curvemg.com — Today is my birthday, I lead with this because if I died today, even though I would like to have another 10 or 20 or even 30 more years, living as long as my grandmother, to accomplish the work I still want to do, I would have already led a very full life. I’ve traveled. I’ve lived in different places. I’ve taught college. I spent several years in the domestic Peace Corps. I’ve been an LGBT rights activist, an AIDS activist, a disability rights activist.
I’ve taught in prisons. I’ve taught literacy classes. I’ve taught pregnant teens in a special program. I’ve taught writing at an elite college. I’ve published more than 20 books, five of which have won awards. I’ve started a small press to publish books by LGBT writers and writers of color. I’ve had a long career as a journalist, for which I have been recognized with numerous awards and for which I have been nominated for the Pulitzer Prize several times. If I died today, I would have led a full and accomplished life of which I could be proud and for which I am so grateful. I have loved and been loved and I could die at peace, even though it would be well before my time.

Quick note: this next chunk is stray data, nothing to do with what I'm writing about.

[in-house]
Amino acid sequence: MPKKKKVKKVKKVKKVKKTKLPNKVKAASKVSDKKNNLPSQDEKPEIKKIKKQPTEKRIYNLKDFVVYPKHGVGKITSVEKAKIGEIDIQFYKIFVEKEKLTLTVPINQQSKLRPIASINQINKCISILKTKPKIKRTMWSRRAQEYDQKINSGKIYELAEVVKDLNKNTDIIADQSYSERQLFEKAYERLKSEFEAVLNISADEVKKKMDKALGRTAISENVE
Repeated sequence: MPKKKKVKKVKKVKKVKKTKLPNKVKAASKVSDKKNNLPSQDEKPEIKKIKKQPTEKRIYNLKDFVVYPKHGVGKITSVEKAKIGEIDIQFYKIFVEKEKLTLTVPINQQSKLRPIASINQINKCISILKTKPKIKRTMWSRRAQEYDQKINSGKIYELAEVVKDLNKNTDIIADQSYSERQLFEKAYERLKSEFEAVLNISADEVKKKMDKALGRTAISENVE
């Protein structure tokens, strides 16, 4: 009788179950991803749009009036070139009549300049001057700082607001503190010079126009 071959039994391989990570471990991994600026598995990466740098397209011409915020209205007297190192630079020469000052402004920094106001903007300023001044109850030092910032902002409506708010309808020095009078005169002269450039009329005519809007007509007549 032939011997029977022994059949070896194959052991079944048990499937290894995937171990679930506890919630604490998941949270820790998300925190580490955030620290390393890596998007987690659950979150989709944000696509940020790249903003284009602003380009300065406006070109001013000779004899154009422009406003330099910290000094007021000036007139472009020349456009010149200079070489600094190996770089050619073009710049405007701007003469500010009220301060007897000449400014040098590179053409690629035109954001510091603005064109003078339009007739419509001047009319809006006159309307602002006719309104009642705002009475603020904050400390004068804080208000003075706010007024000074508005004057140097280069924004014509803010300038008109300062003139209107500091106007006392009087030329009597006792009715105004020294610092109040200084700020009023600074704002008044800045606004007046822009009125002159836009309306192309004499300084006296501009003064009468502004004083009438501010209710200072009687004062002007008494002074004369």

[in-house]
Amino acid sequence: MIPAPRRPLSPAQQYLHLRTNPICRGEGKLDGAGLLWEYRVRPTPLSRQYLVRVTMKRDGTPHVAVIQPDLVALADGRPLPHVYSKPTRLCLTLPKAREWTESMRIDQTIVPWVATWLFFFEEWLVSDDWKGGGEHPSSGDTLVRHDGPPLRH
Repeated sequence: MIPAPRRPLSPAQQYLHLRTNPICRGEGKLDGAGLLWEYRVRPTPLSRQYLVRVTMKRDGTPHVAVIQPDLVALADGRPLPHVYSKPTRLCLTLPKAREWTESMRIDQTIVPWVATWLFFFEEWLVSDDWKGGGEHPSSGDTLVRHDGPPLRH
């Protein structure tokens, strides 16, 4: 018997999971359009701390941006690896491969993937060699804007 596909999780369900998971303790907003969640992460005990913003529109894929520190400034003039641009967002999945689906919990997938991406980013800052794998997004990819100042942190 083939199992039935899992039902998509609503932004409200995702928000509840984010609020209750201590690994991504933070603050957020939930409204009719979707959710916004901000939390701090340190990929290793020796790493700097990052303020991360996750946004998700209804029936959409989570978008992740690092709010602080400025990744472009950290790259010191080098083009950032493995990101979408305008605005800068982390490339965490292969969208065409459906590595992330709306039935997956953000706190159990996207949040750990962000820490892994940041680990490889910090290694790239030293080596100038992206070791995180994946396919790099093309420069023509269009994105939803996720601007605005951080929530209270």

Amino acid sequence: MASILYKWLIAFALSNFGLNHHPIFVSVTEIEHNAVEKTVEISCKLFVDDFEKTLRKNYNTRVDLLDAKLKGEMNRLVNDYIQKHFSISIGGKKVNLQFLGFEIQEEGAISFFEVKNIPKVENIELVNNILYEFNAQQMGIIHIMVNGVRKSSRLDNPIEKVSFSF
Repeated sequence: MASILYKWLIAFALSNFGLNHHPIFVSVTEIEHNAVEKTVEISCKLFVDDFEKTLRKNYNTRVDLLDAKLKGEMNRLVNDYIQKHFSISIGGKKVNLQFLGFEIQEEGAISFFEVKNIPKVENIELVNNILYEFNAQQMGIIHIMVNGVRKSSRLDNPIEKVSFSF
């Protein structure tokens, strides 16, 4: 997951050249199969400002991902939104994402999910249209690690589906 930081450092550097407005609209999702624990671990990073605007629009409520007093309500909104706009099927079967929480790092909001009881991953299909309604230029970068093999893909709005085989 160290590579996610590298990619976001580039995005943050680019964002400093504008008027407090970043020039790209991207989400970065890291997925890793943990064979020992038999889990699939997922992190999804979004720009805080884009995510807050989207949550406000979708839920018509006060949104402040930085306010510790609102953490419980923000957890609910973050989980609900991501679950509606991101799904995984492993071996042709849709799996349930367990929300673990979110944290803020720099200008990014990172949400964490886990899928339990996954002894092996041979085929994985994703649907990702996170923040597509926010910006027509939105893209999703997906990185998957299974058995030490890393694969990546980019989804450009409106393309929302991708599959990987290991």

I say all this in part because birthdays make one contemplative and a recounting is always good–it makes one think about how one is spending one’s life. But I say it more because for the past week I have been thinking of all that the victims of the mass shooting in Parkland, Florida at the Marjory Stoneman Douglas High School never were able to do and now will never do. The environmentalist for whom their school was named herself lived to be 108.
I am thinking of the students, aged 14 through 17, who had barely begun their lives before they were shot and killed allegedly by Nikolas Cruz, 19, on Valentine’s Day. Several of the victims were seniors–they were already slated to go on to college, to further what were promising high school scholastic careers with college careers.